Visa restrictions limiting the number of overseas students coming to study in the UK could cost the country up to £2bn per year, new analysis shows.
Forecasts published by the Higher Policy Education Institute (Hepi) on the potential effects of Brexit warned that universities could stand to lose students, consequentially harming the reputation of British higher education.
The reports come amid warnings from academic leaders that the UK’s departure form the EU could spell the “biggest disaster” for the industry in decades.
At a public hearing for the Education Select Committee this week, university vice-chancellors said while Brexit could provide new opportunities to improve research funding and focus attention on recruiting top student candidates from across the globe, a hard Brexit would ultimately be damaging for the sector.
Research from the Hepi report supported predictions that the UK could increase revenue by upping tuition fees for EU students after Brexit, but experts said the potential gained would be lost if the government pushes forward with plans to tighten regulations for student visa applications.
Nick Hillman, director of Hepi, said: “Were the Home Office to conduct yet another crackdown on international students, then the UK could lose out on £2bn a year just when we need to show we are open for business like never before.
“Removing international students from the net migration target would be an easy, costless and swift way to signal a change in direction.”
Despite cross-party pressure, Theresa May has repeatedly ruled out the possibility of removing students from net migration numbers.
The report, which examined the forces affecting international study at British universities, estimates that 20,000 potential students could be put off studying in the UK as a result of visa restrictions.
At the same time, universities could increase tuition fee income by £187m in the first year alone, as fees for students from EU members rise.
A weaker pound could encourage an extra students from other countries to come to the UK - a potential increase of nine per cent, experts claimed.
New rules for EU and non-EU students could counteract this, however, by reducing enrolments from EU countries by more than 31,000 students - a decline of 57 per cent amounting to a net loss of £40m in the first year.
Older universities will gain the most financially, with Oxbridge colleges in particular standing standing to receive over £10m more in income each year.
Less prestigious universities could suffer, however, as international students aim for places at more highly regarded institutions which often have stronger recruitment drives abroad.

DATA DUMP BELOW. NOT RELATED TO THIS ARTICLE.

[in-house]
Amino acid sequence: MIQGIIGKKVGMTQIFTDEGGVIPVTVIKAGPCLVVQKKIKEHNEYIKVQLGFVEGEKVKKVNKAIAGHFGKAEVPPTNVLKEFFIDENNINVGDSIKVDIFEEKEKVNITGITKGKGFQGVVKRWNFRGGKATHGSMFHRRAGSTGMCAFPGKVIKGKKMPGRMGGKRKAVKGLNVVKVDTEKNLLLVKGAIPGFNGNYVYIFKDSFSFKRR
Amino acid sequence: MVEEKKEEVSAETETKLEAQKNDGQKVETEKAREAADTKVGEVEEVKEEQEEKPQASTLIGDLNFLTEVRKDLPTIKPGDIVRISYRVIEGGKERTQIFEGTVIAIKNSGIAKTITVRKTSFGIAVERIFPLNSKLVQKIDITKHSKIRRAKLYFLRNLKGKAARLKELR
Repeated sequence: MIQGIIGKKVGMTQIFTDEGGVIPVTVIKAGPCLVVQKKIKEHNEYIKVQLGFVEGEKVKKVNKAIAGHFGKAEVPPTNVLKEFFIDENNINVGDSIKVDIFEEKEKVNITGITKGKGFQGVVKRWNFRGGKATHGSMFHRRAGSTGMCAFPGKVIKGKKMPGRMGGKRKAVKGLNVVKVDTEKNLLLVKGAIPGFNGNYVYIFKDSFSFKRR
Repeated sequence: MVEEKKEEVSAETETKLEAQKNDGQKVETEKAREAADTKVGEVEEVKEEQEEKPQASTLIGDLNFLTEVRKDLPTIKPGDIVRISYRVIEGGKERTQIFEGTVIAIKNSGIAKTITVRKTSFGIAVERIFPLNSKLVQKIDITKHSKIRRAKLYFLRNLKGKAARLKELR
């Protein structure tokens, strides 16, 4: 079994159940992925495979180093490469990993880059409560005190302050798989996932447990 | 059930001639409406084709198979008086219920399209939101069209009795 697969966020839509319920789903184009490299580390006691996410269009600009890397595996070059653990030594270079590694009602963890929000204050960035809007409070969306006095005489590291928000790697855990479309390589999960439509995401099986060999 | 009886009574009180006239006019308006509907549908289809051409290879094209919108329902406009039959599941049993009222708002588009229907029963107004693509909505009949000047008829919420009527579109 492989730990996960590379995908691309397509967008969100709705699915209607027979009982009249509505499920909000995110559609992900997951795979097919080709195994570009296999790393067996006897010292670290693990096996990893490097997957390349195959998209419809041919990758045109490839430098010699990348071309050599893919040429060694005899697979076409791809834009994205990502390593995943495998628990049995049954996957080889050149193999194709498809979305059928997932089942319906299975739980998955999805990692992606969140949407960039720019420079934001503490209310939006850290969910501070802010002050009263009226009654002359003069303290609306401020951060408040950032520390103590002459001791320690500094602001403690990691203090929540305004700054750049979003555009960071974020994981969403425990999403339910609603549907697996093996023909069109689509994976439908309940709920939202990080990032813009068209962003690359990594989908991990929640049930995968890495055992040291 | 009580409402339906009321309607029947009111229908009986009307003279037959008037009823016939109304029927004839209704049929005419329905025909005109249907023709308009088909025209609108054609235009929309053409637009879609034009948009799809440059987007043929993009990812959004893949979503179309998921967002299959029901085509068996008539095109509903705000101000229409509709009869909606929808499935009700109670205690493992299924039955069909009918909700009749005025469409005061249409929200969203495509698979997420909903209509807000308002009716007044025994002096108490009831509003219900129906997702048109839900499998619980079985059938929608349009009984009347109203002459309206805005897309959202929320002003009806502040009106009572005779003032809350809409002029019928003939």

While universities would lose almost £500m a year in fees from 20,000 fewer international students, the UK as a whole would lose a further £600m a year in the lost spending outside of fees, such as rent and food.
More than £900m per year would be lost on top of this, from “the detrimental impact on universities’ supply chains”, experts claim.
Responding to the report, Alistair Jarvis, Deputy Chief Executive of Universities UK, said: “UK universities remain highly attractive to international students and staff from around the world, despite fierce global competition and significant challenges in terms of our immigration system.
“EU and international staff provide a big boost to the economy, create jobs in all corners of the UK and also enrich our campuses and the experience of UK students, both academically and culturally.
“This report provides a stark warning of the potential economic loss associated with policies that restrict European or international student numbers.
"If universities are to continue to boost the economy and benefit communities, they need the right support from government.
"This means securing the best Brexit deal and changing the immigration system to one that it is proportionate and welcoming to genuine international students and staff.”
A Department for Education spokesperson said: “EU and international students, staff and researchers make an important contribution to our higher education sector and we want that to continue.
"The UK has a long established system that supports and attracts the brightest minds, at all stages of their career, and the government will seek to secure the best deal for universities and their staff when negotiations for exiting the EU begin.
“The UK remains one of the most popular destinations for students globally and we want this to continue, which is why there are no plans to cap the number of international students who can come to study in the UK.”
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